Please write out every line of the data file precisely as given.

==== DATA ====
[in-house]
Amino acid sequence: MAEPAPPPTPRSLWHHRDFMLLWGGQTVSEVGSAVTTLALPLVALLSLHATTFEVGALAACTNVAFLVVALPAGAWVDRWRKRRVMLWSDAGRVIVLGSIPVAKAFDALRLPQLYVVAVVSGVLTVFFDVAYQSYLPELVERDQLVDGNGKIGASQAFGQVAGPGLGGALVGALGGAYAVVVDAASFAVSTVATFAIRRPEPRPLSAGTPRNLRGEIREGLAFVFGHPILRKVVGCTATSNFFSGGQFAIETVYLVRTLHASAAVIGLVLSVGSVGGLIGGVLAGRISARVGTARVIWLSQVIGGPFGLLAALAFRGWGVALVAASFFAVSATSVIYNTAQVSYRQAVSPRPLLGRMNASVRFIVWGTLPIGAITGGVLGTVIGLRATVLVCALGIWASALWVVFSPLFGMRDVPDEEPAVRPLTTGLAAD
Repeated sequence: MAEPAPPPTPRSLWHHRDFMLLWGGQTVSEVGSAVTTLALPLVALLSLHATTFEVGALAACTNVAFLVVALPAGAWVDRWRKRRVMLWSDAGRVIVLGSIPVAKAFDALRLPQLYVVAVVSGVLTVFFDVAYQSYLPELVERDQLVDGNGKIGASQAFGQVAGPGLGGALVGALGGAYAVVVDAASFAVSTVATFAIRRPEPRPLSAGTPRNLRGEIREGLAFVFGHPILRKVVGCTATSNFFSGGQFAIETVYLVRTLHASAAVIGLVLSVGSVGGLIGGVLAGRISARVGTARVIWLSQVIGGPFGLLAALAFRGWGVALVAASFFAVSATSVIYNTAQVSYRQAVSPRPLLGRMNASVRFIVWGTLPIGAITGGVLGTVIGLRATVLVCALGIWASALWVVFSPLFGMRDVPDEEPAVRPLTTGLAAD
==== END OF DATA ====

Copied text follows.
[in-house]
Amino acid sequence: MAEPAPPPTPRSLWHHRDFMLLWGGQTVSEVGSAVTTLALPLVALLSLHATTFEVGALAACTNVAFLVVALPAGAWVDRWRKRRVMLWSDAGRVIVLGSIPVAKAFDALRLPQLYVVAVVSGVLTVFFDVAYQSYLPELVERDQLVDGNGKIGASQAFGQVAGPGLGGALVGALGGAYAVVVDAASFAVSTVATFAIRRPEPRPLSAGTPRNLRGEIREGLAFVFGHPILRKVVGCTATSNFFSGGQFAIETVYLVRTLHASAAVIGLVLSVGSVGGLIGGVLAGRISARVGTARVIWLSQVIGGPFGLLAALAFRGWGVALVAASFFAVSATSVIYNTAQVSYRQAVSPRPLLGRMNASVRFIVWGTLPIGAITGGVLGTVIGLRATVLVCALGIWASALWVVFSPLFGMRDVPDEEPAVRPLTTGLAAD
Repeated sequence: MAEPAPPPTPRSLWHHRDFMLLWGGQTVSEVGSAVTTLALPLVALLSLHATTFEVGALAACTNVAFLVVALPAGAWVDRWRKRRVMLWSDAGRVIVLGSIPVAKAFDALRLPQLYVVAVVSGVLTVFFDVAYQSYLPELVERDQLVDGNGKIGASQAFGQVAGPGLGGALVGALGGAYAVVVDAASFAVSTVATFAIRRPEPRPLSAGTPRNLRGEIREGLAFVFGHPILRKVVGCTATSNFFSGGQFAIETVYLVRTLHASAAVIGLVLSVGSVGGLIGGVLAGRISARVGTARVIWLSQVIGGPFGLLAALAFRGWGVALVAASFFAVSATSVIYNTAQVSYRQAVSPRPLLGRMNASVRFIVWGTLPIGAITGGVLGTVIGLRATVLVCALGIWASALWVVFSPLFGMRDVPDEEPAVRPLTTGLAAD